The Disneyland Casting-Couch Gag You Won’t Believe Existed
The story of the Philip A. Couch Casting Agency, the off-color pun that used to hang on a sign in Disney’s California Adventure theme park in the early 2000s.
One of the most frustrating realities underlying the Harvey Weinstein scandal is how normalized the institutional practice of the casting couch had become, to the point that Weinstein’s behavior was shrugged off as an open secret or dismissed as a well-known industry joke.
In fact, for a time in the early 2000s, that joke was even being made at the Happiest Place on Earth.
Over the past week, a photo of a sign that used to hang as part of a set decoration at Disneyland’s California Adventure theme park began to resurface, as it has off and on over the years, to illustrate the industry’s tone-deafness when it comes to not just condoning but, through humor, even celebrating the practice of the casting couch—the euphemism used in Hollywood for succumbing to sexual advances from a person in power in exchange for a part or career boost.
As Disney Parks expert Matthew Gottula, who shoots and edits video for the YouTube channel ThemeParkHD, tweeted last week, Disney’s California Adventure theme park used to have a sign that hung on a facade in its old Hollywood Pictures Backlot section that advertised the fictional Philip A. Couch Casting Agency.
The sign was shaped like a phallus. The joke was pretty clear.
When California Adventure opened in 2001, the Hollywood Pictures Backlot section was filled with signs and shops peddling puns about Tinseltown and the Golden State: Ben Hair, Bur-r-r Bank Ice Cream, Excess Braggage, Floral Canyon, and Souvenir Itch, to name a few.
“There were a ton of them,” Gottula says, remembering a stand that sold milkshakes called San Andreas Shakes that were “delicious to a fault.”
“Some of them had really adult overtones to them,” he says. “It’s crazy to see that now, because the way they design the parks now doesn’t include adult elements. This casting couch pun is so wild that I was glad I was able to find a picture of it to prove that it actually existed.”
He says he purposefully tweeted the photo of the Couch Casting Agency sign after the Weinstein news broke because of its obvious resonance—even Disneyland had no qualms about making jokes about the practice. His caption: “Never forget.”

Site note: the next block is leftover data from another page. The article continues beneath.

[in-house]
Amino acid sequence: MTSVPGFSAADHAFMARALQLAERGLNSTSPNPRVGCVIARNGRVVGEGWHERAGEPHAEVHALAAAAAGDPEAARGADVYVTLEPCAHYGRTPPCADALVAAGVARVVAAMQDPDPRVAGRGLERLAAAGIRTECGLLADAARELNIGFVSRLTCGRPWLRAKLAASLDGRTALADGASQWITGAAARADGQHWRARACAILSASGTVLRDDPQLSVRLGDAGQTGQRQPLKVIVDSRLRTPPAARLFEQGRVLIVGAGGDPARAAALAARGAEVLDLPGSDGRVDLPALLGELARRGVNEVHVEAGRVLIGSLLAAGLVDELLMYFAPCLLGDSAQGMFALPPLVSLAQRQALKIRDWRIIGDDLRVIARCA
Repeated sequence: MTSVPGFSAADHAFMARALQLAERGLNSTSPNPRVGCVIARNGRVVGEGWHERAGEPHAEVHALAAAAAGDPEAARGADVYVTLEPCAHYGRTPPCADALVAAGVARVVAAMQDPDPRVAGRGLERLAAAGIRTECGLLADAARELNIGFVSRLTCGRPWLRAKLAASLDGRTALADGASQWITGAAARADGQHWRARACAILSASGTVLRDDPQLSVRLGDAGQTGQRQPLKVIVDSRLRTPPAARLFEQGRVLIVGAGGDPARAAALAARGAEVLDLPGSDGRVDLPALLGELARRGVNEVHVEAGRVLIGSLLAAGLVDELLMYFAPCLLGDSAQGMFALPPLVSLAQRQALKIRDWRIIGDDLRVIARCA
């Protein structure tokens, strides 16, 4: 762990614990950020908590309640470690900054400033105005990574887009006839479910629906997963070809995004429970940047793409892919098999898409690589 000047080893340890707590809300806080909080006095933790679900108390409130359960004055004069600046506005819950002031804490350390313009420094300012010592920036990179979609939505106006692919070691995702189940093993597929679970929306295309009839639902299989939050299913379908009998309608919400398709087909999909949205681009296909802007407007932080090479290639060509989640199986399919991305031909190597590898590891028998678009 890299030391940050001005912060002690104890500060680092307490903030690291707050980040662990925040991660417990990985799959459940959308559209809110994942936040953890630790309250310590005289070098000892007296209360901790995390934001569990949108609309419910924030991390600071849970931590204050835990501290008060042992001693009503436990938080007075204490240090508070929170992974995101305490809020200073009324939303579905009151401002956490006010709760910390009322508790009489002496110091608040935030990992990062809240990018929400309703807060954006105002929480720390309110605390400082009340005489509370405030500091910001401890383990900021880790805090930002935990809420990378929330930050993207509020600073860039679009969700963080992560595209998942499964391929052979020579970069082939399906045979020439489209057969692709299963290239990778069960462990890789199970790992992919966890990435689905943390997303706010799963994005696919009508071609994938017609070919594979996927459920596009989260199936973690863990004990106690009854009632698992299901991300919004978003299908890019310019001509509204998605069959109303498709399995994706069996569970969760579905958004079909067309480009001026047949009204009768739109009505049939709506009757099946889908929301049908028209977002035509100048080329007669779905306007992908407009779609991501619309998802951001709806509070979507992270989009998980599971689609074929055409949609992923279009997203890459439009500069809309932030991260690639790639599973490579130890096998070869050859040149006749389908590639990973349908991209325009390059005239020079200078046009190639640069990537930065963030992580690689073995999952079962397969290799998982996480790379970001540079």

(In 1993, the Weinstein brothers, Harvey and Bob, sold their production company, Miramax, to Disney. They left in 2005 to start The Weinstein Company.)
The sign doesn’t exist anymore. We reached out Disneyland to find out when and why the facade was removed, but did not receive a response.
The founder and editor of the website Theme Park Insider, Robert Niles, meanwhile, says he is aware the sign existed and guesses that it was removed when the Hollywood Pictures Backlot was renovated and replaced with Hollywood Land in the mid-to-late 2000s.
Gottula confirms that theory, saying that when California Adventure started its billion-dollar renovation somewhere around 2008 or 2009, the park got rid of many of the punny signs and false fronts that resembled a Hollywood backlot.
Outside of a handful of photos proving the sign existed, there isn’t much online about Hollywood Pictures Backlot as it was when the park opened in 2001. (The exceptions: There is a lot written about the area of the park’s two most infamous bombs, a ride called Superstar Limo and an immersive dining experience called ABC’s Soap Opera Bistro.)
We did, however, find examples of Disney bloggers displeased with the innuendo.
In a 2007 post titled, “Not that Punny: The Negative Effects of Disney’s California Adventure’s Wordplay,” a writer took the park to task for its “overabundance of puns, inside ‘California’ jokes, and nods to the Golden State that Imagineers threw in, rather than theme in.”
Among the writer’s biggest grievances is the Couch Casting Agency sign. After providing the Wikipedia definition for what the casting couch is, the writer said, “Interesting that the Imagineers would put a nod to this aspect of Hollywood in the park—shining brightly in neon, no less!”
A 2010 Disneyology blog post likewise bemoaned the park’s overreliance on puns, while a Theme Park Insider review of California Adventure from 2006 had a concise reaction to the Couch Casting Agency sign: “(!)”
Hollywood Land, as it is now, is considerably more wholesome, with the Disney Junior Dance Party and a Monsters Inc. ride serving as major attractions. But all evidence of the Philip A. Couch Casting Agency hasn’t exactly been purged. Sleuth long enough, and you’ll be able to track down souvenir pin versions of the sign being sold online.
Gottula laughed out loud when we told him the pins existed. “They make a Disney pin for literally everything: every trash bin, every logo, every sign,” he says. “So the fact that a pin exists of that doesn’t surprise me.”